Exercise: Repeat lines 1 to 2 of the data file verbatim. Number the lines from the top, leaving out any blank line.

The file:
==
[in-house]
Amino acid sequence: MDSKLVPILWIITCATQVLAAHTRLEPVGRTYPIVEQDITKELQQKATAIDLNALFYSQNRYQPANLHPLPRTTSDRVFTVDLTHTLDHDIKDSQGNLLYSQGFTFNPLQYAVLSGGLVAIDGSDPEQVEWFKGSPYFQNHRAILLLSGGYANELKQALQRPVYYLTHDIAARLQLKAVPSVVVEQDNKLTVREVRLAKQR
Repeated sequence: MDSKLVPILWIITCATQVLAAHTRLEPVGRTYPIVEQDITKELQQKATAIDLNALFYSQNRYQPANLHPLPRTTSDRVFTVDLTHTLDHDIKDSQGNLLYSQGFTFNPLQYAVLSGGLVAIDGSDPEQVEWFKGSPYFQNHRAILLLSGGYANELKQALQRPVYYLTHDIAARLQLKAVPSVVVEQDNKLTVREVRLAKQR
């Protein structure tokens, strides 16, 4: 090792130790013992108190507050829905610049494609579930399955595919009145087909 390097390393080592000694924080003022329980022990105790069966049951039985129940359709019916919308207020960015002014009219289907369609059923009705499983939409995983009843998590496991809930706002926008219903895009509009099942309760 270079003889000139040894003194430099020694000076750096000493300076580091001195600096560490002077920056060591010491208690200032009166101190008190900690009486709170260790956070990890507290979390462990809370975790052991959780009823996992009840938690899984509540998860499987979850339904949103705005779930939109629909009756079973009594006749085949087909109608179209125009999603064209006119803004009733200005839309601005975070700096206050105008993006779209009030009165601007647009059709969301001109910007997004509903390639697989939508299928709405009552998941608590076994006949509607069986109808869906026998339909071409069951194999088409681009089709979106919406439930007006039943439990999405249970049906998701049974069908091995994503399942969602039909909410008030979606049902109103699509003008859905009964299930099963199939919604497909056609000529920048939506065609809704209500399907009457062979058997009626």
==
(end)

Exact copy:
[in-house]
Amino acid sequence: MDSKLVPILWIITCATQVLAAHTRLEPVGRTYPIVEQDITKELQQKATAIDLNALFYSQNRYQPANLHPLPRTTSDRVFTVDLTHTLDHDIKDSQGNLLYSQGFTFNPLQYAVLSGGLVAIDGSDPEQVEWFKGSPYFQNHRAILLLSGGYANELKQALQRPVYYLTHDIAARLQLKAVPSVVVEQDNKLTVREVRLAKQR